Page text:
Trials have shown that a new drug can double the time people live before lung cancer progresses.
The research showed that people suffering advanced non-small cell lung cancer that has a genetic mutation could be helped by erlotinib (Tarceva).
The trials found that people taking the medication lived without their illness progressing for 9.7 months.
This was compared to a total of 5.2 months for those being treated with chemotherapy.
The pill is taken once a day and eliminates the need for sufferers to undergo chemotherapy, according to reports.
Overall, the drug led to a 63% reduced risk of the disease getting worse compared with standard chemotherapy.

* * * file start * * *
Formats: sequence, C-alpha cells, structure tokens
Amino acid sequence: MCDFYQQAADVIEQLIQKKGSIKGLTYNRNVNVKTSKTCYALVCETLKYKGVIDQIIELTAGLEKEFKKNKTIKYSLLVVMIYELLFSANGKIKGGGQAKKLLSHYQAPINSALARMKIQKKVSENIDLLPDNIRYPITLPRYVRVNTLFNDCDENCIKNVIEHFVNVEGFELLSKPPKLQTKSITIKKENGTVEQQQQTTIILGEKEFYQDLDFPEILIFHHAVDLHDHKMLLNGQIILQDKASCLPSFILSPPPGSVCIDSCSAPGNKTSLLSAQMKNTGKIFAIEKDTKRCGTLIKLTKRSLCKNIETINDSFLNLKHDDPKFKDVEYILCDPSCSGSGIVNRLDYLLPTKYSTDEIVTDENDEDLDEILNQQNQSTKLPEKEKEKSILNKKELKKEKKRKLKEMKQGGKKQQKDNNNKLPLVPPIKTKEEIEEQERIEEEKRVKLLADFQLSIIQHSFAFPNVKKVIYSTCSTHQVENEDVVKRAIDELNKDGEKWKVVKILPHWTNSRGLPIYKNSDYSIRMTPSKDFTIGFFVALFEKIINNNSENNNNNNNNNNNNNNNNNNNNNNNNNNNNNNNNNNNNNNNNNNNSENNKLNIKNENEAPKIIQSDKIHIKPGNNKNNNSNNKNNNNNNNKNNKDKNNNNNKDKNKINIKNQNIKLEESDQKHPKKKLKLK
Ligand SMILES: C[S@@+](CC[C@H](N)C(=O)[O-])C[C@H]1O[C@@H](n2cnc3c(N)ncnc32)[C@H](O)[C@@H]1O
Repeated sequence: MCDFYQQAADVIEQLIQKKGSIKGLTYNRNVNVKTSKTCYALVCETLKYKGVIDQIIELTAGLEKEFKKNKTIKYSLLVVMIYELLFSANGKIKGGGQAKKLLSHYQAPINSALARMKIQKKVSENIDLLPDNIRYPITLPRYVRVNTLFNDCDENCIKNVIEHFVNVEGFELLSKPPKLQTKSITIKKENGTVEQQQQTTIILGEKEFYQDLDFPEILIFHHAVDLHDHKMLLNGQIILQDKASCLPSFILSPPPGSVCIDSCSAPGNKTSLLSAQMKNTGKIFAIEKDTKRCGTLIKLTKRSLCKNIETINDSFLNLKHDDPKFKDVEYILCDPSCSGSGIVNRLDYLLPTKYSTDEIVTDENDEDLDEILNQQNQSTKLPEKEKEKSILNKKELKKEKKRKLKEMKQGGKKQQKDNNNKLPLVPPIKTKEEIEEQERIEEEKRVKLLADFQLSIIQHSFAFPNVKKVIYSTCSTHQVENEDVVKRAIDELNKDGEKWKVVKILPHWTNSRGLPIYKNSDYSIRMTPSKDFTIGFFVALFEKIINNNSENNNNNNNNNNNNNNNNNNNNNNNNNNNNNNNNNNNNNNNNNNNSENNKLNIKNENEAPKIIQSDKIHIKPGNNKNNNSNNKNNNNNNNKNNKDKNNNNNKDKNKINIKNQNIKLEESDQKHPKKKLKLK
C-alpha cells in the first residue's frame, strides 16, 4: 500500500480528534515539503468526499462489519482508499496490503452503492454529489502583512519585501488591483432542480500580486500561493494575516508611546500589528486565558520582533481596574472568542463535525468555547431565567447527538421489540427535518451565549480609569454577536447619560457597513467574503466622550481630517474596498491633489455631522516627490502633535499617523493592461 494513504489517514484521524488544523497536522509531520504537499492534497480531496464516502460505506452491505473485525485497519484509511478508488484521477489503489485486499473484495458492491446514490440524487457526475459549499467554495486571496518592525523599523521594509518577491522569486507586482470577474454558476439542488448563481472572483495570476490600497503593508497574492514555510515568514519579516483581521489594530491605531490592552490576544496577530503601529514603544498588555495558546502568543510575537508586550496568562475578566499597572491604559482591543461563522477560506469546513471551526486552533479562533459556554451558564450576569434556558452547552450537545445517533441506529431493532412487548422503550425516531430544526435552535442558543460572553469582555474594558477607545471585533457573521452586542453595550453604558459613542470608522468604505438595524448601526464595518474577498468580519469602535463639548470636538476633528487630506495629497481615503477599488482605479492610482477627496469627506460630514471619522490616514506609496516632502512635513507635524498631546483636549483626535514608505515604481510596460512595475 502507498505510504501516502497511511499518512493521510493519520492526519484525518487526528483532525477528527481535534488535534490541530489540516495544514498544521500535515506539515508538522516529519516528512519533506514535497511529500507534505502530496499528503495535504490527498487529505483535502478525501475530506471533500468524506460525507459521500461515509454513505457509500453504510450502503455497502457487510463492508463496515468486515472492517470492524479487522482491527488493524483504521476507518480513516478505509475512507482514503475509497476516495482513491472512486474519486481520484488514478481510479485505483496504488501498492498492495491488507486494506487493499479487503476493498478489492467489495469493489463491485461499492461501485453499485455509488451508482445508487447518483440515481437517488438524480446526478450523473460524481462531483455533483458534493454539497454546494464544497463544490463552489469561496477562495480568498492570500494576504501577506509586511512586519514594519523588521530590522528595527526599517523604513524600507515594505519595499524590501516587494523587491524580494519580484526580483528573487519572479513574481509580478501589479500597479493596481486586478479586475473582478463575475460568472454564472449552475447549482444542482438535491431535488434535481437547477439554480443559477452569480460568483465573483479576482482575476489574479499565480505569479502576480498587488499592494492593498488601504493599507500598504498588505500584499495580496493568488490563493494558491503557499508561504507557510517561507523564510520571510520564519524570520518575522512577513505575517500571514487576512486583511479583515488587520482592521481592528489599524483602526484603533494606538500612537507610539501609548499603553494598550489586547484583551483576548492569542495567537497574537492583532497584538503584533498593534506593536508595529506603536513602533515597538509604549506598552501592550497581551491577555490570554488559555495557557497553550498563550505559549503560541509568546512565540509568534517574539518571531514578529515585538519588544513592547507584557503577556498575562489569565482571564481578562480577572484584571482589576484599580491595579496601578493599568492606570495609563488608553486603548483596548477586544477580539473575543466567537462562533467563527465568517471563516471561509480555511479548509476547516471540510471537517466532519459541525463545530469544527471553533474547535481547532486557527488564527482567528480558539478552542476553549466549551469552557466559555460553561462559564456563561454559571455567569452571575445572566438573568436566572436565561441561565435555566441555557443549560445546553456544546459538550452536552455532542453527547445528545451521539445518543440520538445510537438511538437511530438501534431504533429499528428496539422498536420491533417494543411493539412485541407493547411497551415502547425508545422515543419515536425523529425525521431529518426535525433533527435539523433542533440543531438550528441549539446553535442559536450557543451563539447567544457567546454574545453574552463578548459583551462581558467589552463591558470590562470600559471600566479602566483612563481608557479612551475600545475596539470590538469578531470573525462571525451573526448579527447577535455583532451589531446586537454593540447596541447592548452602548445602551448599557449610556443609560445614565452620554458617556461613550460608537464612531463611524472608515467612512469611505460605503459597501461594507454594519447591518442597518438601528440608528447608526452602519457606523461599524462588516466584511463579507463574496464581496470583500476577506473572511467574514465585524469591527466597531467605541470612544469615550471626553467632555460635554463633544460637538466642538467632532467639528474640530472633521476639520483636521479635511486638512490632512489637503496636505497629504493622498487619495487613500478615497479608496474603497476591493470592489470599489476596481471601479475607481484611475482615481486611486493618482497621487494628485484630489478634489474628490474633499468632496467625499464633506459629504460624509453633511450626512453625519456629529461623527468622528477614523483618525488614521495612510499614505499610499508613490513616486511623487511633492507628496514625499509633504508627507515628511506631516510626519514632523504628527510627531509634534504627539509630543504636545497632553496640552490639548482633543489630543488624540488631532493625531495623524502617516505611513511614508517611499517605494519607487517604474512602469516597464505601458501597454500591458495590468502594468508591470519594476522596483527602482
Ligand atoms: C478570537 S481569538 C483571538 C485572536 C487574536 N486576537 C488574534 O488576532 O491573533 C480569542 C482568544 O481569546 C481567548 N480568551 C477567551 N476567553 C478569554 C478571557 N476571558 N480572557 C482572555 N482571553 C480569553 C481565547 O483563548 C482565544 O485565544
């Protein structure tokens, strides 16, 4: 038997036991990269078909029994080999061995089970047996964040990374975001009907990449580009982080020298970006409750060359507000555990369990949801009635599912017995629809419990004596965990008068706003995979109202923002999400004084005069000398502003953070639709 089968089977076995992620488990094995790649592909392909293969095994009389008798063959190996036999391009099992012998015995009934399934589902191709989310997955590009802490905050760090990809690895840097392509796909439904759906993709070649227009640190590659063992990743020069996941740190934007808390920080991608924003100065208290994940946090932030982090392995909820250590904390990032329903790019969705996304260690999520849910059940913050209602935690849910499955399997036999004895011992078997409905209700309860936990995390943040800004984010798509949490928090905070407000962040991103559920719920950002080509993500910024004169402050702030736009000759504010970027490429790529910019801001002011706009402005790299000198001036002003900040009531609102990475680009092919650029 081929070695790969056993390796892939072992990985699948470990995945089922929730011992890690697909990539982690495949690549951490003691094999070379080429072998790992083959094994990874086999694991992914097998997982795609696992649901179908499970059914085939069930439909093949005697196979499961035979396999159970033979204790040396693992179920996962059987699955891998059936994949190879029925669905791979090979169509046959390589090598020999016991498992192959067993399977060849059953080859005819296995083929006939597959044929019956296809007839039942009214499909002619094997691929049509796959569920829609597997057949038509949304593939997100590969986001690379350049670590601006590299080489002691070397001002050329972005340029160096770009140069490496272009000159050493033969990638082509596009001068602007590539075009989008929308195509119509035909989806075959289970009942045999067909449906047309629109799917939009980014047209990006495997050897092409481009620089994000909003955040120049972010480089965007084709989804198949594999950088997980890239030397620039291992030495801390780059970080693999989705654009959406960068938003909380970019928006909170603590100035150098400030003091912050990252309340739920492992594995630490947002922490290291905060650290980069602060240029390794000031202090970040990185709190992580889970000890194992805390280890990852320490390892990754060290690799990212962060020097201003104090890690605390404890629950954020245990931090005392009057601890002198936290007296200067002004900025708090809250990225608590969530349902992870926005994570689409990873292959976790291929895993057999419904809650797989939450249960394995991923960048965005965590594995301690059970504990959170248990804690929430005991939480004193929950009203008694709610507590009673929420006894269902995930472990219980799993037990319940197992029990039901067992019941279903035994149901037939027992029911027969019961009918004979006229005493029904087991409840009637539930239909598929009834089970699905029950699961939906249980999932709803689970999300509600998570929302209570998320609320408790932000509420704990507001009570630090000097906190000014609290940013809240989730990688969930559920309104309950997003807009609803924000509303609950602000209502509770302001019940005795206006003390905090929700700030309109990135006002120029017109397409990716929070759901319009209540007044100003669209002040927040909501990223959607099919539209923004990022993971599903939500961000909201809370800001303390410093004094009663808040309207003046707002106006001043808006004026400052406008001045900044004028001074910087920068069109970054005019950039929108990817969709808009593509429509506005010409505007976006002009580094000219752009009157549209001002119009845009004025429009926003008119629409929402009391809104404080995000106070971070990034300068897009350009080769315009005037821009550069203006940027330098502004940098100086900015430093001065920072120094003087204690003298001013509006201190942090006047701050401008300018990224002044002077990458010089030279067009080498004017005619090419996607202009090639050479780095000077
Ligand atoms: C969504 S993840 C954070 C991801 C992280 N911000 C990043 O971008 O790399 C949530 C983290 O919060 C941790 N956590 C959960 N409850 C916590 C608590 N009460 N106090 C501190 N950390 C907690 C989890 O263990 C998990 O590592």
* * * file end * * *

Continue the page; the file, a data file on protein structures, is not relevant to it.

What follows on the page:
The research, presented at the American Society of Clinical Oncology (ASCO) conference in Chicago, involved more than 1,200 patients with a genetic mutation in a protein called EGFR (epidermal growth factor receptor).
This mutation occurs in about 11% of all lung cancer patients. Around 3,432 patients in the UK could benefit from erlotinib in this setting each year.
Lung cancer is a particularly deadly disease and has one of the lowest survival rates of all cancers.
This is because more than two-thirds of patients are diagnosed at a late stage when they cannot be cured.
In England and Wales, only around 27% of men and 30% of women with lung cancer are alive one year after diagnosis, dropping to just 7% and 9% after five years.